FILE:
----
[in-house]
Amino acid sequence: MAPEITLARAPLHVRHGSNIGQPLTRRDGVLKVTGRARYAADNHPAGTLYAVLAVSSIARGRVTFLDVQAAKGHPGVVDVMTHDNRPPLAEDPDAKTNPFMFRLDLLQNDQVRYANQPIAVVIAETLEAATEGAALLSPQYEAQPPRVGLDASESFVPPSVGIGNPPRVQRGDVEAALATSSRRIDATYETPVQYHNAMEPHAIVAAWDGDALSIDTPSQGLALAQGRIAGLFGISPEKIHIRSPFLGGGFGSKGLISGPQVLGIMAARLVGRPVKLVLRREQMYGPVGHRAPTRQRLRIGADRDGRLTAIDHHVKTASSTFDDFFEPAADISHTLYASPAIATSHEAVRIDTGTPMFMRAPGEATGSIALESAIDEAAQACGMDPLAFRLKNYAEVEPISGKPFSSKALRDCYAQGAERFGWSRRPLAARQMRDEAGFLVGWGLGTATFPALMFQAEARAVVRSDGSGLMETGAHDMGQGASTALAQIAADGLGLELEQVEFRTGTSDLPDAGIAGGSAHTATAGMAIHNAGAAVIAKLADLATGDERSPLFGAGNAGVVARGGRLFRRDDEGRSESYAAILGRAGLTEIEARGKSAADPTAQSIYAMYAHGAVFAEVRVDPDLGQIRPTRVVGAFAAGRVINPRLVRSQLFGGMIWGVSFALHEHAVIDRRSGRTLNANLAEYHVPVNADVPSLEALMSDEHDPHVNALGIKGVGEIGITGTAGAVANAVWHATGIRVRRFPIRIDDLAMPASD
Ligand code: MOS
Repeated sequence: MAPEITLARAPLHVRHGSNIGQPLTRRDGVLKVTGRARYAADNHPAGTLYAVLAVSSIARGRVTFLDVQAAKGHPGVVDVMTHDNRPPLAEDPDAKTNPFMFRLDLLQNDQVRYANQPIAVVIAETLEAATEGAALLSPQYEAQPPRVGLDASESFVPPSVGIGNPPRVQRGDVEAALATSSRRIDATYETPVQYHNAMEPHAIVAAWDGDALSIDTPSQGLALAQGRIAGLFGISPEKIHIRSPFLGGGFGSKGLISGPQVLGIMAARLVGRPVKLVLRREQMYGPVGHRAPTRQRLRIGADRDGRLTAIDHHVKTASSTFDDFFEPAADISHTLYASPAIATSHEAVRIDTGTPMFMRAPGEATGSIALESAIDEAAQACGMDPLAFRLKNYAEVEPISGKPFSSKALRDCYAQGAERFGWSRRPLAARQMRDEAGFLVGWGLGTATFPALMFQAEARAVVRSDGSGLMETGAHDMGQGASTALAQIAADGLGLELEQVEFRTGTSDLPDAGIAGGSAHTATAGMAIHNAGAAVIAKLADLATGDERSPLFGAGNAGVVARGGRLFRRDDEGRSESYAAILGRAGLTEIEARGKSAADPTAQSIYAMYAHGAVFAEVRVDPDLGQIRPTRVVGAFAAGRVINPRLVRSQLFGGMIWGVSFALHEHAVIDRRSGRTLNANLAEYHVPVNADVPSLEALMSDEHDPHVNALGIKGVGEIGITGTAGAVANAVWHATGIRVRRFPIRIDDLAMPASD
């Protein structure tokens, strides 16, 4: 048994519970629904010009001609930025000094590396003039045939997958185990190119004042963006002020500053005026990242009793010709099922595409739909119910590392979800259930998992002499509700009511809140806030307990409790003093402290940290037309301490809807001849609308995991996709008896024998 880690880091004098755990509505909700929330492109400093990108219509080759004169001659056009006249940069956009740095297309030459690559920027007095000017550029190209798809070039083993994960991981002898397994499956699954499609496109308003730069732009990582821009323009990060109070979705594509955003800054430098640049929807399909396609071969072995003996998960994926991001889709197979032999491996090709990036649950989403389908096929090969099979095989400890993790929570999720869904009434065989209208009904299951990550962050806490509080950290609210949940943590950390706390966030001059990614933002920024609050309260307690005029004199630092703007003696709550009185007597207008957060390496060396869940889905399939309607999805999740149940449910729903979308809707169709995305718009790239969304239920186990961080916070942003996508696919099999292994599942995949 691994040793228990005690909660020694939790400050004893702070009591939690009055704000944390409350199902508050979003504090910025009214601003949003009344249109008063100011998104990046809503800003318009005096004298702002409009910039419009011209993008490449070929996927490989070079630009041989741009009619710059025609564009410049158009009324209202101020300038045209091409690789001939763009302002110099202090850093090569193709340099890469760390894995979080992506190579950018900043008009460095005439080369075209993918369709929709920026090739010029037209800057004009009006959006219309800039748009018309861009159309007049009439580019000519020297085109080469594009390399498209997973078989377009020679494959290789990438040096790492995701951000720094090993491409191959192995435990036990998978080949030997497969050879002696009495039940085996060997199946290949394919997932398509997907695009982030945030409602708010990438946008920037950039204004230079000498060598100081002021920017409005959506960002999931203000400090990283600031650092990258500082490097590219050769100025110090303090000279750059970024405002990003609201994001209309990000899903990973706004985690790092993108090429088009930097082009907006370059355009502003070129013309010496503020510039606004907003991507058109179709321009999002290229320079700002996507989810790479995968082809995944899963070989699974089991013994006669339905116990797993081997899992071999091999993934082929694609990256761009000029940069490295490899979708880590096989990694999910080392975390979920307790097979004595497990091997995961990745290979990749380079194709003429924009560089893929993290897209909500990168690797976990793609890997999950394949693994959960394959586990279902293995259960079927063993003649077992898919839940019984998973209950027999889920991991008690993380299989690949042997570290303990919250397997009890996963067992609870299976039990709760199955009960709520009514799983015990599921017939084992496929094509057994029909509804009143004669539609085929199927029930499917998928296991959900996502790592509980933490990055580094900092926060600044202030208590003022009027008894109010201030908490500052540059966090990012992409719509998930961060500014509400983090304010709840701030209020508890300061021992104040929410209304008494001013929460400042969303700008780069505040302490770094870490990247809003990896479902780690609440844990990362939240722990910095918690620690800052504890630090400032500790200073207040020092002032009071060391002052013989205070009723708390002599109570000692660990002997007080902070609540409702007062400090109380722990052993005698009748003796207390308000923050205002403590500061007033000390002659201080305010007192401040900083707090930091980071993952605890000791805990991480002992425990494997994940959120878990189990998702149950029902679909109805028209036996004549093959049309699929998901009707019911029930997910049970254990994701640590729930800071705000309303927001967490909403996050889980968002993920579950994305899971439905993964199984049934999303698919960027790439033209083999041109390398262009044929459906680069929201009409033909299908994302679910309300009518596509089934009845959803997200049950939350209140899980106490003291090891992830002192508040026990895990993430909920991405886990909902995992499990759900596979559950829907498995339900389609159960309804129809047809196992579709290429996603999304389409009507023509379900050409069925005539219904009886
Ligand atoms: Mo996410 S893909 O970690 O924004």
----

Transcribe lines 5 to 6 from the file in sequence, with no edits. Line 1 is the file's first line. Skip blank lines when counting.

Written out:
């Protein structure tokens, strides 16, 4: 048994519970629904010009001609930025000094590396003039045939997958185990190119004042963006002020500053005026990242009793010709099922595409739909119910590392979800259930998992002499509700009511809140806030307990409790003093402290940290037309301490809807001849609308995991996709008896024998 880690880091004098755990509505909700929330492109400093990108219509080759004169001659056009006249940069956009740095297309030459690559920027007095000017550029190209798809070039083993994960991981002898397994499956699954499609496109308003730069732009990582821009323009990060109070979705594509955003800054430098640049929807399909396609071969072995003996998960994926991001889709197979032999491996090709990036649950989403389908096929090969099979095989400890993790929570999720869904009434065989209208009904299951990550962050806490509080950290609210949940943590950390706390966030001059990614933002920024609050309260307690005029004199630092703007003696709550009185007597207008957060390496060396869940889905399939309607999805999740149940449910729903979308809707169709995305718009790239969304239920186990961080916070942003996508696919099999292994599942995949 691994040793228990005690909660020694939790400050004893702070009591939690009055704000944390409350199902508050979003504090910025009214601003949003009344249109008063100011998104990046809503800003318009005096004298702002409009910039419009011209993008490449070929996927490989070079630009041989741009009619710059025609564009410049158009009324209202101020300038045209091409690789001939763009302002110099202090850093090569193709340099890469760390894995979080992506190579950018900043008009460095005439080369075209993918369709929709920026090739010029037209800057004009009006959006219309800039748009018309861009159309007049009439580019000519020297085109080469594009390399498209997973078989377009020679494959290789990438040096790492995701951000720094090993491409191959192995435990036990998978080949030997497969050879002696009495039940085996060997199946290949394919997932398509997907695009982030945030409602708010990438946008920037950039204004230079000498060598100081002021920017409005959506960002999931203000400090990283600031650092990258500082490097590219050769100025110090303090000279750059970024405002990003609201994001209309990000899903990973706004985690790092993108090429088009930097082009907006370059355009502003070129013309010496503020510039606004907003991507058109179709321009999002290229320079700002996507989810790479995968082809995944899963070989699974089991013994006669339905116990797993081997899992071999091999993934082929694609990256761009000029940069490295490899979708880590096989990694999910080392975390979920307790097979004595497990091997995961990745290979990749380079194709003429924009560089893929993290897209909500990168690797976990793609890997999950394949693994959960394959586990279902293995259960079927063993003649077992898919839940019984998973209950027999889920991991008690993380299989690949042997570290303990919250397997009890996963067992609870299976039990709760199955009960709520009514799983015990599921017939084992496929094509057994029909509804009143004669539609085929199927029930499917998928296991959900996502790592509980933490990055580094900092926060600044202030208590003022009027008894109010201030908490500052540059966090990012992409719509998930961060500014509400983090304010709840701030209020508890300061021992104040929410209304008494001013929460400042969303700008780069505040302490770094870490990247809003990896479902780690609440844990990362939240722990910095918690620690800052504890630090400032500790200073207040020092002032009071060391002052013989205070009723708390002599109570000692660990002997007080902070609540409702007062400090109380722990052993005698009748003796207390308000923050205002403590500061007033000390002659201080305010007192401040900083707090930091980071993952605890000791805990991480002992425990494997994940959120878990189990998702149950029902679909109805028209036996004549093959049309699929998901009707019911029930997910049970254990994701640590729930800071705000309303927001967490909403996050889980968002993920579950994305899971439905993964199984049934999303698919960027790439033209083999041109390398262009044929459906680069929201009409033909299908994302679910309300009518596509089934009845959803997200049950939350209140899980106490003291090891992830002192508040026990895990993430909920991405886990909902995992499990759900596979559950829907498995339900389609159960309804129809047809196992579709290429996603999304389409009507023509379900050409069925005539219904009886
Ligand atoms: Mo996410 S893909 O970690 O924004």